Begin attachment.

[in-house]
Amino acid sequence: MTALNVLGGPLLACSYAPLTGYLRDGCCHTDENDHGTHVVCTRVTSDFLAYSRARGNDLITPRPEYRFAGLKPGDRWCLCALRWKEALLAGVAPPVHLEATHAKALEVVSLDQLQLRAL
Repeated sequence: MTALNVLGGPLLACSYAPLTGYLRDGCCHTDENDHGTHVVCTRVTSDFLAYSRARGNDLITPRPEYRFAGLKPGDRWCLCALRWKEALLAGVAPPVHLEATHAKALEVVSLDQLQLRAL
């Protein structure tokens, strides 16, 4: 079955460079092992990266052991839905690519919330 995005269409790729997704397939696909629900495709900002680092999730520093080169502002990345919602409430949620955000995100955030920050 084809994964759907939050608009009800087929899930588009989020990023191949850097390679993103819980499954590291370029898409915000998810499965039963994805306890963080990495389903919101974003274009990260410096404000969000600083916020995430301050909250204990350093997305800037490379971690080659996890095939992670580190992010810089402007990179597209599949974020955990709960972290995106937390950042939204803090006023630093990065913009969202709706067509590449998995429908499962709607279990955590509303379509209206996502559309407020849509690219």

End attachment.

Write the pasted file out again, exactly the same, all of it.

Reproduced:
[in-house]
Amino acid sequence: MTALNVLGGPLLACSYAPLTGYLRDGCCHTDENDHGTHVVCTRVTSDFLAYSRARGNDLITPRPEYRFAGLKPGDRWCLCALRWKEALLAGVAPPVHLEATHAKALEVVSLDQLQLRAL
Repeated sequence: MTALNVLGGPLLACSYAPLTGYLRDGCCHTDENDHGTHVVCTRVTSDFLAYSRARGNDLITPRPEYRFAGLKPGDRWCLCALRWKEALLAGVAPPVHLEATHAKALEVVSLDQLQLRAL
């Protein structure tokens, strides 16, 4: 079955460079092992990266052991839905690519919330 995005269409790729997704397939696909629900495709900002680092999730520093080169502002990345919602409430949620955000995100955030920050 084809994964759907939050608009009800087929899930588009989020990023191949850097390679993103819980499954590291370029898409915000998810499965039963994805306890963080990495389903919101974003274009990260410096404000969000600083916020995430301050909250204990350093997305800037490379971690080659996890095939992670580190992010810089402007990179597209599949974020955990709960972290995106937390950042939204803090006023630093990065913009969202709706067509590449998995429908499962709607279990955590509303379509209206996502559309407020849509690219």